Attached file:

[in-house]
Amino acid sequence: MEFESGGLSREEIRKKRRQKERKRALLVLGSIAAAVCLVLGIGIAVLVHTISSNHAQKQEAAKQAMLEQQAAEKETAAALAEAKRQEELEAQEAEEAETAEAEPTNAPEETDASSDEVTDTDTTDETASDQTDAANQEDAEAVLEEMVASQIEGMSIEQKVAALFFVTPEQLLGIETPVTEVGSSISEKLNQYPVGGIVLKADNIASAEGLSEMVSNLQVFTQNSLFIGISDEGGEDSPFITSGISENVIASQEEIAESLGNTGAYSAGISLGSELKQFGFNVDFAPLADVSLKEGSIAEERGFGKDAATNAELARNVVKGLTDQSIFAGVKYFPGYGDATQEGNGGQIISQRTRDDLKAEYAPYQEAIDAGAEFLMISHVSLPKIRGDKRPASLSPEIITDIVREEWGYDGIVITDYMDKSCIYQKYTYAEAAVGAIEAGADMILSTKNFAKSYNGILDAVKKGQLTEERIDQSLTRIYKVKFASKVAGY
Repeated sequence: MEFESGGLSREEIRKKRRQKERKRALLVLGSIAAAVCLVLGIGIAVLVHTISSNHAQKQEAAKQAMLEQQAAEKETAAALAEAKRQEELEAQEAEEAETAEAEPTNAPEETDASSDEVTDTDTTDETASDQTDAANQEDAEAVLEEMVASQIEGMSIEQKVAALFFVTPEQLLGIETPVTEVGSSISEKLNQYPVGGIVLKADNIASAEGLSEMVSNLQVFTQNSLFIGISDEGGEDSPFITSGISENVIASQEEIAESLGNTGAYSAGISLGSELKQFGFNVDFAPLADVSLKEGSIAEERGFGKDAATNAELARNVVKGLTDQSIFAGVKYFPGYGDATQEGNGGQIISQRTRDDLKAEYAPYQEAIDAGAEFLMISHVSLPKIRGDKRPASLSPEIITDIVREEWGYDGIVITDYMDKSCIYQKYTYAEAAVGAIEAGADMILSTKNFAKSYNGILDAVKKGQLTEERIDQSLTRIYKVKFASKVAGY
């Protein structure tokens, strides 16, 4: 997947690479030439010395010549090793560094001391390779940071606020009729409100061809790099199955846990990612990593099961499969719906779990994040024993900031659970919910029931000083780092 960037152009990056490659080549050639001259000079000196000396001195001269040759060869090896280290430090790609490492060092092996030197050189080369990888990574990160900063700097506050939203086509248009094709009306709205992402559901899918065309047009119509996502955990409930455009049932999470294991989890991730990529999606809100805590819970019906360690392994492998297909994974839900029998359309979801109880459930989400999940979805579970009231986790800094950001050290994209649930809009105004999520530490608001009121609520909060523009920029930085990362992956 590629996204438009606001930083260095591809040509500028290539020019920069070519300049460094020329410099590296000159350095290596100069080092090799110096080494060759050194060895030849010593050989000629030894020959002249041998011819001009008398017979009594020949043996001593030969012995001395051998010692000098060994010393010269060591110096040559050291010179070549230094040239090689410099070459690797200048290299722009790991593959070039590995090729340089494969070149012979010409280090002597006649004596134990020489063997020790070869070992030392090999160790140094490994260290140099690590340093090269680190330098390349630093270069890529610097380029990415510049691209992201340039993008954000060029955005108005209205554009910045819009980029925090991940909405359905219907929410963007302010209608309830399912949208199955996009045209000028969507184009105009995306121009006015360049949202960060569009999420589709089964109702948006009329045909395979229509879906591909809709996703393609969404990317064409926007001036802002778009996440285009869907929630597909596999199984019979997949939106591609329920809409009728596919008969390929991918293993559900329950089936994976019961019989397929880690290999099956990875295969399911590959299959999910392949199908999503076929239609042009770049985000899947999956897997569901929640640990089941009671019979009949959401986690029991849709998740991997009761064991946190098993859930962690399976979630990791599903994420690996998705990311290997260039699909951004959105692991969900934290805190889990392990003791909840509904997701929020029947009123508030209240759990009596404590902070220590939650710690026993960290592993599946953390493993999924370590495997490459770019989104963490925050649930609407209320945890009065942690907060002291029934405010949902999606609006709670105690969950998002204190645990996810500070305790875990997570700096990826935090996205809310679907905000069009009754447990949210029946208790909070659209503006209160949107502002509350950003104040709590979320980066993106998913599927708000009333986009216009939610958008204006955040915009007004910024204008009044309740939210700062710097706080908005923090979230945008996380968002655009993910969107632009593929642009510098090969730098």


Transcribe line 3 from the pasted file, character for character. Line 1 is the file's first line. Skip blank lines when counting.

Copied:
Repeated sequence: MEFESGGLSREEIRKKRRQKERKRALLVLGSIAAAVCLVLGIGIAVLVHTISSNHAQKQEAAKQAMLEQQAAEKETAAALAEAKRQEELEAQEAEEAETAEAEPTNAPEETDASSDEVTDTDTTDETASDQTDAANQEDAEAVLEEMVASQIEGMSIEQKVAALFFVTPEQLLGIETPVTEVGSSISEKLNQYPVGGIVLKADNIASAEGLSEMVSNLQVFTQNSLFIGISDEGGEDSPFITSGISENVIASQEEIAESLGNTGAYSAGISLGSELKQFGFNVDFAPLADVSLKEGSIAEERGFGKDAATNAELARNVVKGLTDQSIFAGVKYFPGYGDATQEGNGGQIISQRTRDDLKAEYAPYQEAIDAGAEFLMISHVSLPKIRGDKRPASLSPEIITDIVREEWGYDGIVITDYMDKSCIYQKYTYAEAAVGAIEAGADMILSTKNFAKSYNGILDAVKKGQLTEERIDQSLTRIYKVKFASKVAGY